London and beyond

After recordings and moderate success in Australia (including hundreds of live shows) they headed for Londonmarker in 1980, changing their name to the Birthday Party and launching into a period of innovative and aggressive music-making. They resided in London, with trips back to Australia and tours through Europe and the U.S. before relocating to West Berlin in 1982.

Above the barely-controlled racket, Cave's vocals ranged from desperate to simply menacing and demented. Critics have written that "neither John Cale nor Alfred Hitchcock was ever this scary," and that Cave "doesn't so much sing his vocals as expel them from his gut". Though Cave drew on earlier rock and roll shriekers; especially Iggy Pop and Suicide's Alan Vega, his singing with the Birthday Party remains powerful and distinct.

Calvert was ejected in 1982; he was reportedly "unable to nail down the beats for 'Dead Joe' to everyone's satisfaction" , and Harvey moved to drums. When Pew was jailed for drunk driving and petty theft also in 1982, Barry Adamson and several others replaced him on records or live appearances. Pew rejoined the band, but died some years later during an epileptic seizure.

In 1982 a spin-off group with Lydia Lunch, Honeymoon In Red, recorded an album which was eventually released in 1987. Harvey and Cave were reportedly so unhappy with the mixing and overdubbing done after their involvement, that they requested their names be withheld from its liner notes. Howard and Pew apparently had no objections to being credited by name.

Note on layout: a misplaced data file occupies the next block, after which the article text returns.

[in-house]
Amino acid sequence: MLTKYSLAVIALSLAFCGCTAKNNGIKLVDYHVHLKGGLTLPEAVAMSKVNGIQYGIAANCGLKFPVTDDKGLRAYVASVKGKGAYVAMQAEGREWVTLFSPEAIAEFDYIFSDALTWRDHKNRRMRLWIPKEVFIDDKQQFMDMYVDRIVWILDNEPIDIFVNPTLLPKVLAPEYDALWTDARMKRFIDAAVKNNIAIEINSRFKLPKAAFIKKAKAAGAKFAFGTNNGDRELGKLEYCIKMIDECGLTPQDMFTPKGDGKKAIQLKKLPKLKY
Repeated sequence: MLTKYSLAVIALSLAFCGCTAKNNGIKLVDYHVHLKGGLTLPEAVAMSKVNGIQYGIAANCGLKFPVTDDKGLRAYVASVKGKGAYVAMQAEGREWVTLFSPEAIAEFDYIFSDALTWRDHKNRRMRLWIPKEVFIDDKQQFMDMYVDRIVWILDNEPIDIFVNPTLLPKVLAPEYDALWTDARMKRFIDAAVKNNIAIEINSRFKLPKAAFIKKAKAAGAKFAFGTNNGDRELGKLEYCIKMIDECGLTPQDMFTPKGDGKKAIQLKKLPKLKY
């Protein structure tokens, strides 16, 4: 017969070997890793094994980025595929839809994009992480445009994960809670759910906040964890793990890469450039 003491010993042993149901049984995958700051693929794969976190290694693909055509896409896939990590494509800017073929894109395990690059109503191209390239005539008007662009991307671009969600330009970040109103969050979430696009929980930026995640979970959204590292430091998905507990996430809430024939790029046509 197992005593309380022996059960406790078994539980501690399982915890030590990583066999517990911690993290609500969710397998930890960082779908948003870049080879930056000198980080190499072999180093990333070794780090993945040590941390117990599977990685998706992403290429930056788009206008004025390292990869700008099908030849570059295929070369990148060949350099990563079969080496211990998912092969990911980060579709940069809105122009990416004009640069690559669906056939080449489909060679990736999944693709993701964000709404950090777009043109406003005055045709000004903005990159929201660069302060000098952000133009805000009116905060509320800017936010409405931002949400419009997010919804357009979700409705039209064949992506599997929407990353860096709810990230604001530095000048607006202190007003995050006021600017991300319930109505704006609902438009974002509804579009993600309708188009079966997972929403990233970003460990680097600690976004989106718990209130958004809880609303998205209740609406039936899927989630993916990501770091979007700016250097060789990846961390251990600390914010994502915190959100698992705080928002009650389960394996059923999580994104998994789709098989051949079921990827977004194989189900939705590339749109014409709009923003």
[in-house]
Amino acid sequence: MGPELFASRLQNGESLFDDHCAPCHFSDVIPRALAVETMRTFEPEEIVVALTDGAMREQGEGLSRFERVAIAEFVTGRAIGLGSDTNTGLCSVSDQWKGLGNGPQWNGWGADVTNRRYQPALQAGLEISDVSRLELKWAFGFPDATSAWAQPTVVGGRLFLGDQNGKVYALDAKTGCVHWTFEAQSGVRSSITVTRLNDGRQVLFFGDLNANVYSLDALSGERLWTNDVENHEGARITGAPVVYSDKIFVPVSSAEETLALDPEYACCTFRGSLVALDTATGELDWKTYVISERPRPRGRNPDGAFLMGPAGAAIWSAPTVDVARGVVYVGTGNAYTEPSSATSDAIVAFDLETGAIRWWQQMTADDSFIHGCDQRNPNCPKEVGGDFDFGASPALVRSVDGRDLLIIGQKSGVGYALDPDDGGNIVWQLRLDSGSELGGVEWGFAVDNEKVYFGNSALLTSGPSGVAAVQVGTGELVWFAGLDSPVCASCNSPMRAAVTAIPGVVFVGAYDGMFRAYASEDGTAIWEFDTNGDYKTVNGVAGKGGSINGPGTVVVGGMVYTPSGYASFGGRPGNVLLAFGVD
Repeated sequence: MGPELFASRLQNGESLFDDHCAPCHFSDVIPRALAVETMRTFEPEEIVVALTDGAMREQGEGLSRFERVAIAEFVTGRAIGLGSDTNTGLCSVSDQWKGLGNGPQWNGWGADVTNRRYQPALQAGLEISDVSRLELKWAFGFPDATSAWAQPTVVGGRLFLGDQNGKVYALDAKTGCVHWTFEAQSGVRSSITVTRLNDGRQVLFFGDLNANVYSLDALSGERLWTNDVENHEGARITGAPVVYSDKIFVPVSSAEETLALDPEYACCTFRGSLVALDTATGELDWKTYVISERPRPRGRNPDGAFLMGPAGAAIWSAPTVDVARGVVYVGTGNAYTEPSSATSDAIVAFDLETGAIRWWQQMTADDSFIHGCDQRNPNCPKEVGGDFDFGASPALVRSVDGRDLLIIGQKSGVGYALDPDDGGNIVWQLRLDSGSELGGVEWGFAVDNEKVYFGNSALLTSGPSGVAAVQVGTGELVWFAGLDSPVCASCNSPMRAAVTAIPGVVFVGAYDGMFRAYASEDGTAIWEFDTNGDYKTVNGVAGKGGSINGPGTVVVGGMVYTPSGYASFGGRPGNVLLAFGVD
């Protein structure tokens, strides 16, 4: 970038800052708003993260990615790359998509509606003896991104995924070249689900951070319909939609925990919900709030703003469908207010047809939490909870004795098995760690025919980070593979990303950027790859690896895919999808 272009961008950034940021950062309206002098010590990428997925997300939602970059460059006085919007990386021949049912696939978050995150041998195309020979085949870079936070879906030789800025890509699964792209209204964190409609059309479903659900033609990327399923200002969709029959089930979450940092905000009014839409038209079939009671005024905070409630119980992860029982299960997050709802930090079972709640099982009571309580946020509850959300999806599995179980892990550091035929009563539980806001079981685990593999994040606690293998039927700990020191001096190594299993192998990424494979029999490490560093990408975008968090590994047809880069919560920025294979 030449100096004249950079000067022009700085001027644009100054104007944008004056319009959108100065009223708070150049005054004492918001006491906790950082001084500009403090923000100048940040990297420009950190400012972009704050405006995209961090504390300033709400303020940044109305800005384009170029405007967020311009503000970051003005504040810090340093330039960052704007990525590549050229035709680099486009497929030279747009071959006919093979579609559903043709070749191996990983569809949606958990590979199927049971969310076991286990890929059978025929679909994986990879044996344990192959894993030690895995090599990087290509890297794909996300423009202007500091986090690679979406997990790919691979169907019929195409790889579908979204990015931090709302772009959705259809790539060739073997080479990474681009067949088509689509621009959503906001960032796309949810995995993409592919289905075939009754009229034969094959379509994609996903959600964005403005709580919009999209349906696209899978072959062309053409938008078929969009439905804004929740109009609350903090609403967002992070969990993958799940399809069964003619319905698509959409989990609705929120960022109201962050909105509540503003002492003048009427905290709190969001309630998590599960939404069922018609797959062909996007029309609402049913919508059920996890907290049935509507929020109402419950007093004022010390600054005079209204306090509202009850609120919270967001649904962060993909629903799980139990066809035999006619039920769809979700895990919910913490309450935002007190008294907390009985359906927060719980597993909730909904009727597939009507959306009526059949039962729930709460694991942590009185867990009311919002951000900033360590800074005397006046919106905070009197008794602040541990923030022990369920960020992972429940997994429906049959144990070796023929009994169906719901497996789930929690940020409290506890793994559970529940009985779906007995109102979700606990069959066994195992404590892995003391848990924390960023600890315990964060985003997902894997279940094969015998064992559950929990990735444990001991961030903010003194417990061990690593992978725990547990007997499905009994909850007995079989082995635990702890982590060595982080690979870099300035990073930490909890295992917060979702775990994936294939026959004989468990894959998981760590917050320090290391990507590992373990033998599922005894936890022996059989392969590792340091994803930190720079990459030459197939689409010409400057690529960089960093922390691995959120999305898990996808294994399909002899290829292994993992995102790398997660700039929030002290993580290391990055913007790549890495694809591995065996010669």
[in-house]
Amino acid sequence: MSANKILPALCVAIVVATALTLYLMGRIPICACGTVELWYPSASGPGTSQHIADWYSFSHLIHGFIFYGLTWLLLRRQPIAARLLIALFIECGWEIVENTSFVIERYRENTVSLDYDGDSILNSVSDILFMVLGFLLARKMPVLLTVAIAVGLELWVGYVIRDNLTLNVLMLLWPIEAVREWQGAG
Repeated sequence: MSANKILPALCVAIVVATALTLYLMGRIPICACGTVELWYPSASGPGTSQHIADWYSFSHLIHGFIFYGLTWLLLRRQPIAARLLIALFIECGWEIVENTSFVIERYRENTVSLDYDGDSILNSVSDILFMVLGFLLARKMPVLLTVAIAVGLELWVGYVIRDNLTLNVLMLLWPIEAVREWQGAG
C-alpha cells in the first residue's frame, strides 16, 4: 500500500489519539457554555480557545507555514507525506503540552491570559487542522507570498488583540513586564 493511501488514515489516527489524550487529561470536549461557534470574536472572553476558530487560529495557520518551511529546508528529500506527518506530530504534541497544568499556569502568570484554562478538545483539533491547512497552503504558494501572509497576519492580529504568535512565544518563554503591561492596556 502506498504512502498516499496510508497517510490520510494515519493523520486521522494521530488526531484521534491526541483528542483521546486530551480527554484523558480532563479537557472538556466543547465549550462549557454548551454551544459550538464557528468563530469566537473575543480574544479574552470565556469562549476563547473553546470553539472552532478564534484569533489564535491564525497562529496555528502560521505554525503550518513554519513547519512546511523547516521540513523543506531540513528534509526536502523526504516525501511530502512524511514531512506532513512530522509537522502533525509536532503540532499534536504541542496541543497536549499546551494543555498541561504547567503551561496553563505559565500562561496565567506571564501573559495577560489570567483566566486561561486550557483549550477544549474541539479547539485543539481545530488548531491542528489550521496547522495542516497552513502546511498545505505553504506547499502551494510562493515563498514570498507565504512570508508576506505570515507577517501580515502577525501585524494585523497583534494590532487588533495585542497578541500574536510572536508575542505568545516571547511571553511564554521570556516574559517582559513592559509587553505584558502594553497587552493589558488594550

In 1983 Blixa Bargeld from the German band Einstürzende Neubauten played guitar on the track "Mutiny in Heaven", tension between Cave and Howard came to a head. The Birthday Party disbanded in late 1983, due in part to the split between Cave and Howard, and work and drug-related exhaustion.

Legacy and influence

Several groups rose from the Birthday Party's ashes: Nick Cave and the Bad Seeds (featuring Cave, Harvey, Adamson and Bargeld), Crime and the City Solution (featuring Harvey and Howard, later just Harvey) and These Immortal Souls (featuring Howard).

Due in part to their legendary status and to the continuing success of Nick Cave and the Bad Seeds, The Birthday Party's back catalogue has been re-released on CD several times. In recent years Mick Harvey has overseen releases of rare or previously unissued recordings.

The Birthday Party's initial impact was on the Gothic rock genre. According to New Musical Express, "The Party have been indirectly held responsible for the rise of a visceral new hardcore, ranging from The Sex Gang Children, through Danse Macabre to March Violets."

Rock acts that have cited The Birthday Party as an influence include White Zombie, The Jesus And Mary Chain, Coil, My Bloody Valentine, Deerhunter, Eugene Hutz of Gogol Bordello, Cocteau Twins, The Jesus Lizard, Scratch Acid, Melt-Banana, Chop shop, 16 Horsepower, Big Boys, Dinosaur Jr., Billy Raygun, Tindersticks, The Horrors, The Witch Hats, Turn Pale, The Wahas and The Devastations, and Frog Eyes.